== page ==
The late Chairman Mao Tse-tung's dream of a new unselfish Communist, motivated only by a commitment to socialism, is swiftly evaporating, a two-week journey through China reveals.
After years of strife and uncertainty, China's workers have been ordered to turn away from politics, shed their casual work habits and devote themselves to production with an eye toward material rewards.
The change has come so suddenly in the few months since Mao's death that some Chinese are confused over just what to say about it, interviews in three large cities and one remote rural county indicate.
Here in Shanghai, where Mao's idealistic view of man was official dogma for a decade, metal shutters are up on the shop windows at night and guides warn foreigners against "class enemies" who snatch pruses.
At the Shanghai machine tool factory, young workers last year enjoyed cricket fights on company time. These activities are now sternly labeled "anarchism" and strict rules have been posted.
In some factories, managers are nonplussed by the sudden official endorsement of material incentives that Mao opposed. They find themselves condemning and praising bonuses for workers in the same briefing.
But Chinese officials, and the few workers I met by chance, seem genuinely relieved at the change. Visitors get a sense of wounds being healed and top-level decisions being made that allow the Chinese to proceed with their lives.
"Most of our young people studying in our medical schools are top people," said a Shanghai hospital administration, after complaining of how the old emphasis on politics distracted doctoral candidates. "The aim of their studies is rather clear now." This is the kind of pragmatic atmosphere the Chinese enjoyed in 1956, 1964 and 1975 but then saw slip away in bursts of Maoist political reform. This time, if the Chinese can maintain the relative calm, they are likely to hasten their rise as a formidable economic and military power and present great opportunities as well as dangers to the United States.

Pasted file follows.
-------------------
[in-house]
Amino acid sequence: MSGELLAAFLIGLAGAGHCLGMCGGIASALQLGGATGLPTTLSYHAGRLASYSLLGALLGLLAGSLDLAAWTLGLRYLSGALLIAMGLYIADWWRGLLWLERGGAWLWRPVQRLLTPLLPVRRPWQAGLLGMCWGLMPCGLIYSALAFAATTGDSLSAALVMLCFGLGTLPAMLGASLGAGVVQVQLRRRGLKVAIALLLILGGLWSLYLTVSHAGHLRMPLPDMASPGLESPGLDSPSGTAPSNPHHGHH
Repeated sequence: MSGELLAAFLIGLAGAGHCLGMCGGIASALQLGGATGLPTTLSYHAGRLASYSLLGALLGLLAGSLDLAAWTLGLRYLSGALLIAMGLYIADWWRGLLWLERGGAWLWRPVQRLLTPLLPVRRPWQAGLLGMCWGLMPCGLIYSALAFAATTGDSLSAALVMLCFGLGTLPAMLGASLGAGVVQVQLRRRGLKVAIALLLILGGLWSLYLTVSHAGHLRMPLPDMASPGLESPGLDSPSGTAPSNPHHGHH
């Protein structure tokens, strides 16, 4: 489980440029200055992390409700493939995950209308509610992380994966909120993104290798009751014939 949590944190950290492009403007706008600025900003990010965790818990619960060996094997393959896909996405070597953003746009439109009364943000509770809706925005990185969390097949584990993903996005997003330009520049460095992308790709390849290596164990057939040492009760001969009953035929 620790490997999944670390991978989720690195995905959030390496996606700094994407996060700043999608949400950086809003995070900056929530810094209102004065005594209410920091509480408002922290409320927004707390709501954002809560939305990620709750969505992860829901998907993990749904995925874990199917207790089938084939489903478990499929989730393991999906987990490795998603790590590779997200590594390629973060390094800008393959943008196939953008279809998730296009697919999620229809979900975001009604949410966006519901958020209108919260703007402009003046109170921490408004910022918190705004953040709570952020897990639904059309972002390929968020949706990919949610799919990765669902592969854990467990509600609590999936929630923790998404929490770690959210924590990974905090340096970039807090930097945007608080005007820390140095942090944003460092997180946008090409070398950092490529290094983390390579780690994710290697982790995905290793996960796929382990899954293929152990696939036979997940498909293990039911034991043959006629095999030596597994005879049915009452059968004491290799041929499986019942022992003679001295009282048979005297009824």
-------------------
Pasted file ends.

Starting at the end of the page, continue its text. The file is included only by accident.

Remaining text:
Even with the ever-dissatisfied Mao Tse-tung dead, China continues to have some muted political disputes. But foreign residents and the Chinese themselves acknowledge that the country's vital urban core - Peking, Canton and this port city of 10 million people - is calmer, happier and more productive than it has been in some time.
The Chinese say this is only natural, since the troublemaking clique of Politburo dogmatists led by Mao's widow, Chiang Ching, has been defeated and its followers here rooted out.
While Party Chairman Hua Kuo-feng and members of his administration argue among themselves about policies and personalities for the future, the Chinese below them have received the message that such disputes must no longer be allowed to take up time on the job.
"There was confusion before," said a factory man ager. "Now we can work all-out to over fill our quotas."
There is a certain harshness to life after Mao. Wallposter announcing stiff court sentences, such as death for action-card forgery, are in Canton. In Peking, barbed-wire fences have gone up around supply dumps and the government, strapped for funds, reportedly has put a freeze on housing projects. But a foreigner walking through city streets finds the Chinese remarkable at ease and sometimes even irreverent in contrast to the atmosphere reported by travelers as recently as a year ago.
Workers in factories and shoppers in stores answer questions with a minimum of self-consciousness, once they see that the questioner is properly escorted.